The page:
As stakeholders representing agriculture and the environment, the Scottish Wildlife Trust and NFU Scotland agree that a sustainable agricultural sector and a thriving natural environment can be mutually supportive of one another.

We also agree that policies for agriculture, the rural economy, and climate change and the environment have in the past combined to give conflicting direction. Champions for Change is a collaborative project to demonstrate that there are real champions within the industry that want to see a powerful change of direction from our current system of land management policies.

We believe that with the right combination of knowledge-exchange within the agricultural industry, input from environmental experts and policy direction from the Scottish Government, there is significant opportunity ahead to make changes in land management that can bring about better outcomes in the face of the climate and biodiversity crises.

The project will:

a) provide a platform to farmers to champion changes which, if scaled up (and appropriately rewarded through future land management policy where necessary) could be transformative.

b) highlight to the Scottish Government that we both want to see:

  • Clarity on direction of travel for future agriculture and land management policy from Scottish Government, in terms of what will be expected of land managers in order to deliver environmental and productivity outcomes – particularly in the context of the Green Recovery from Covid-19.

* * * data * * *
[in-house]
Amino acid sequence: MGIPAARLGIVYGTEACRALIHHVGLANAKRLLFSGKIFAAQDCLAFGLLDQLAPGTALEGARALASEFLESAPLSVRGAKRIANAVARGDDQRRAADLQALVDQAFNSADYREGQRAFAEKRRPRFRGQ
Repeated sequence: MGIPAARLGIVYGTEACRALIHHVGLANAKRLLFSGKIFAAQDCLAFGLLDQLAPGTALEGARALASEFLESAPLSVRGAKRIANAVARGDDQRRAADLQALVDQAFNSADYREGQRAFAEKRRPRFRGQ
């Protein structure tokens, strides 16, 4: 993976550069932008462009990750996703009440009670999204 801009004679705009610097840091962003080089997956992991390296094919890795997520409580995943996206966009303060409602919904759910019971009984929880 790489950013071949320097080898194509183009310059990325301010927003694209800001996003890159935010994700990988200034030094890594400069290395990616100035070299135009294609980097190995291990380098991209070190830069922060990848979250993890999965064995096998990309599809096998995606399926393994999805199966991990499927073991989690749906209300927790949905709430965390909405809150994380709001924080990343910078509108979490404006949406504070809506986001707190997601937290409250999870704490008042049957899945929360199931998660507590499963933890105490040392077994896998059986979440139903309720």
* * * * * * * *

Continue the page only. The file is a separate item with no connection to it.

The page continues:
• Commitment to fairer, long-term funding for schemes that deliver environmental benefit to allow farmers to deliver biodiversity and climate targets.
  • A commitment to investing in natural capital, genuine environmental improvement and supporting the rural economy play a key role in delivering a Green Recovery from Covid-19.
Mob grazing in Angus © Bruce Wilson
Mob grazing in Angus © Bruce Wilson

Meet the Champions

We’ve asked farmers from around Scotland to tell us about the difference that they are already making within their farm businesses to ensure that farming and the natural environment support one another, and explain how these practices could be expanded. Keep checking back for more videos.

Championing agroforestry

Andrew Barbour demonstrates the benefits, for both biodiversity and farm profitability, of integrating forestry and trees.

Championing ecosystems

Carey Coombs describes the approach on his organic farm as treating the whole farm as an ‘ecosystem’, under which numerous decisions are made.

Championing pollinators

Willie Thompson explains the work that he does on his farm for pollinators.

Championing soil sampling

Martin Kennedy explains the value of soil sampling work on his farm.

Championing precision

Neil White explains the multiple benefits of employing precision farming methods.

Stay up to date with the Scottish Wildlife Trust by subscribing to our mailing list Subscribe now

Back to top